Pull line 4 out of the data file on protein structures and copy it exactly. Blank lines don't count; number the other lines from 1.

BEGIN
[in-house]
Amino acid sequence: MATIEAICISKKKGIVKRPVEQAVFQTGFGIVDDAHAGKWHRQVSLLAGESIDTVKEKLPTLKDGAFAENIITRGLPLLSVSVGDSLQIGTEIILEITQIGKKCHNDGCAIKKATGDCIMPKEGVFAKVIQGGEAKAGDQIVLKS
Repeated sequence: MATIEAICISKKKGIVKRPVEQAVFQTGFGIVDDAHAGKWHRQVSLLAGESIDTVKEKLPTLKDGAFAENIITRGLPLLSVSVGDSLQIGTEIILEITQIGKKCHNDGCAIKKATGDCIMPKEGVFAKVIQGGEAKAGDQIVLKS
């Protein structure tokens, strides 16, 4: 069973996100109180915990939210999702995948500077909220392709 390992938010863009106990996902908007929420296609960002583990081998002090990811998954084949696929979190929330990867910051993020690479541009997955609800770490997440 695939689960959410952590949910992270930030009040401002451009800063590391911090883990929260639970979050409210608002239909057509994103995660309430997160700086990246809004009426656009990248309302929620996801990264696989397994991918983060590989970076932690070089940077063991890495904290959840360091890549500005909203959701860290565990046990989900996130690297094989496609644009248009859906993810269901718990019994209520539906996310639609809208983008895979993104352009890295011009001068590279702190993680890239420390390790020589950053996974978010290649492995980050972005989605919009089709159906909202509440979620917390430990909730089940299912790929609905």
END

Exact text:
């Protein structure tokens, strides 16, 4: 069973996100109180915990939210999702995948500077909220392709 390992938010863009106990996902908007929420296609960002583990081998002090990811998954084949696929979190929330990867910051993020690479541009997955609800770490997440 695939689960959410952590949910992270930030009040401002451009800063590391911090883990929260639970979050409210608002239909057509994103995660309430997160700086990246809004009426656009990248309302929620996801990264696989397994991918983060590989970076932690070089940077063991890495904290959840360091890549500005909203959701860290565990046990989900996130690297094989496609644009248009859906993810269901718990019994209520539906996310639609809208983008895979993104352009890295011009001068590279702190993680890239420390390790020589950053996974978010290649492995980050972005989605919009089709159906909202509440979620917390430990909730089940299912790929609905």